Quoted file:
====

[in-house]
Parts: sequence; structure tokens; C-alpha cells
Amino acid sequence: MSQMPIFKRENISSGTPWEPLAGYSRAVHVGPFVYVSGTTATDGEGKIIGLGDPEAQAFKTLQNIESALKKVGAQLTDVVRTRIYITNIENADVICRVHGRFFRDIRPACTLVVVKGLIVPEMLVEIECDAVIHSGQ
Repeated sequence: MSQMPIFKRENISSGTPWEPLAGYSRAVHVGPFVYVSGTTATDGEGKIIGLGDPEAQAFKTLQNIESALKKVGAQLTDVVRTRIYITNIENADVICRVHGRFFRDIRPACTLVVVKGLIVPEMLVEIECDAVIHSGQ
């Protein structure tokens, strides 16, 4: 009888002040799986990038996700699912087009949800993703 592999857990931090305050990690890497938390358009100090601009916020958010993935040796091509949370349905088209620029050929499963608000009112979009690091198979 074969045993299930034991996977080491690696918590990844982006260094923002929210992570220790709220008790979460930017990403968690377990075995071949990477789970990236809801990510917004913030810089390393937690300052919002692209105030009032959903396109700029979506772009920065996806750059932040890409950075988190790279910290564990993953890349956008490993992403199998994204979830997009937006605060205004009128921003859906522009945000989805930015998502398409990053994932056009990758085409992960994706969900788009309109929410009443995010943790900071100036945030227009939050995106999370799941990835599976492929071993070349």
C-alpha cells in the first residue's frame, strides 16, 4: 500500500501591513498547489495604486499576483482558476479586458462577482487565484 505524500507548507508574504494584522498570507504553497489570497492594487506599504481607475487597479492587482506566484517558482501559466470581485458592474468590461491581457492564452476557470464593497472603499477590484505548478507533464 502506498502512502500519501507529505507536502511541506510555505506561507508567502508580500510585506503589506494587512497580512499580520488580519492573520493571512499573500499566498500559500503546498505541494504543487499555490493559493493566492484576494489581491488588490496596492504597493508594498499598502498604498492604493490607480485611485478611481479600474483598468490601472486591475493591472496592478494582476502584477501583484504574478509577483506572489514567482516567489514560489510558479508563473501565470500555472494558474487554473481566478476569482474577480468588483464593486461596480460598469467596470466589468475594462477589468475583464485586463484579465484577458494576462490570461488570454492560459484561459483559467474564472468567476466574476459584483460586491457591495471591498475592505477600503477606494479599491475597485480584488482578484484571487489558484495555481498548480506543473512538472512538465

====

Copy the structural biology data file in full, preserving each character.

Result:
[in-house]
Parts: sequence; structure tokens; C-alpha cells
Amino acid sequence: MSQMPIFKRENISSGTPWEPLAGYSRAVHVGPFVYVSGTTATDGEGKIIGLGDPEAQAFKTLQNIESALKKVGAQLTDVVRTRIYITNIENADVICRVHGRFFRDIRPACTLVVVKGLIVPEMLVEIECDAVIHSGQ
Repeated sequence: MSQMPIFKRENISSGTPWEPLAGYSRAVHVGPFVYVSGTTATDGEGKIIGLGDPEAQAFKTLQNIESALKKVGAQLTDVVRTRIYITNIENADVICRVHGRFFRDIRPACTLVVVKGLIVPEMLVEIECDAVIHSGQ
């Protein structure tokens, strides 16, 4: 009888002040799986990038996700699912087009949800993703 592999857990931090305050990690890497938390358009100090601009916020958010993935040796091509949370349905088209620029050929499963608000009112979009690091198979 074969045993299930034991996977080491690696918590990844982006260094923002929210992570220790709220008790979460930017990403968690377990075995071949990477789970990236809801990510917004913030810089390393937690300052919002692209105030009032959903396109700029979506772009920065996806750059932040890409950075988190790279910290564990993953890349956008490993992403199998994204979830997009937006605060205004009128921003859906522009945000989805930015998502398409990053994932056009990758085409992960994706969900788009309109929410009443995010943790900071100036945030227009939050995106999370799941990835599976492929071993070349």
C-alpha cells in the first residue's frame, strides 16, 4: 500500500501591513498547489495604486499576483482558476479586458462577482487565484 505524500507548507508574504494584522498570507504553497489570497492594487506599504481607475487597479492587482506566484517558482501559466470581485458592474468590461491581457492564452476557470464593497472603499477590484505548478507533464 502506498502512502500519501507529505507536502511541506510555505506561507508567502508580500510585506503589506494587512497580512499580520488580519492573520493571512499573500499566498500559500503546498505541494504543487499555490493559493493566492484576494489581491488588490496596492504597493508594498499598502498604498492604493490607480485611485478611481479600474483598468490601472486591475493591472496592478494582476502584477501583484504574478509577483506572489514567482516567489514560489510558479508563473501565470500555472494558474487554473481566478476569482474577480468588483464593486461596480460598469467596470466589468475594462477589468475583464485586463484579465484577458494576462490570461488570454492560459484561459483559467474564472468567476466574476459584483460586491457591495471591498475592505477600503477606494479599491475597485480584488482578484484571487489558484495555481498548480506543473512538472512538465